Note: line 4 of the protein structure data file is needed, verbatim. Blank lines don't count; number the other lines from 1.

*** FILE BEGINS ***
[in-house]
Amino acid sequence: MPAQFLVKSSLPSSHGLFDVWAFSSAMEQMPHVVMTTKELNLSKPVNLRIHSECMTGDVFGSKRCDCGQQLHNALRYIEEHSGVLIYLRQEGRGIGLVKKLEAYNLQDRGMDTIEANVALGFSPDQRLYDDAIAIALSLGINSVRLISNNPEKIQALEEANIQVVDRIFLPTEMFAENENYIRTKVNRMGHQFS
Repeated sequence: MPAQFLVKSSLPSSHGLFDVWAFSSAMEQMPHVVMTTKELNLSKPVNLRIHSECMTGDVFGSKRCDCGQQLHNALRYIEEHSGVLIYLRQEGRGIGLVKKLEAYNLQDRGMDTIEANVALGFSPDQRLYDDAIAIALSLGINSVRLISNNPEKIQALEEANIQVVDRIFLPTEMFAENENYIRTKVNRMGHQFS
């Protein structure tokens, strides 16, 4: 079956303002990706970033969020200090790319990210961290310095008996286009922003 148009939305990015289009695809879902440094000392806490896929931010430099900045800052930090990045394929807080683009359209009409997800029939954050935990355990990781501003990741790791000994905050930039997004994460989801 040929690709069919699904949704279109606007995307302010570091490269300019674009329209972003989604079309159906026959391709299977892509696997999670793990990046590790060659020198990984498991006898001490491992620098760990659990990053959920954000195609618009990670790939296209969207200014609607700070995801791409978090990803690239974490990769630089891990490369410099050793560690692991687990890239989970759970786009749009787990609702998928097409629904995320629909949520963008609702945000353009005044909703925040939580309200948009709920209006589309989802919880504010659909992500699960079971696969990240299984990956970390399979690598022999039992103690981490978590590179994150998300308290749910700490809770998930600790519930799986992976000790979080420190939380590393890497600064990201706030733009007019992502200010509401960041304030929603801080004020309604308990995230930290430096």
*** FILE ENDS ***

């Protein structure tokens, strides 16, 4: 079956303002990706970033969020200090790319990210961290310095008996286009922003 148009939305990015289009695809879902440094000392806490896929931010430099900045800052930090990045394929807080683009359209009409997800029939954050935990355990990781501003990741790791000994905050930039997004994460989801 040929690709069919699904949704279109606007995307302010570091490269300019674009329209972003989604079309159906026959391709299977892509696997999670793990990046590790060659020198990984498991006898001490491992620098760990659990990053959920954000195609618009990670790939296209969207200014609607700070995801791409978090990803690239974490990769630089891990490369410099050793560690692991687990890239989970759970786009749009787990609702998928097409629904995320629909949520963008609702945000353009005044909703925040939580309200948009709920209006589309989802919880504010659909992500699960079971696969990240299984990956970390399979690598022999039992103690981490978590590179994150998300308290749910700490809770998930600790519930799986992976000790979080420190939380590393890497600064990201706030733009007019992502200010509401960041304030929603801080004020309604308990995230930290430096």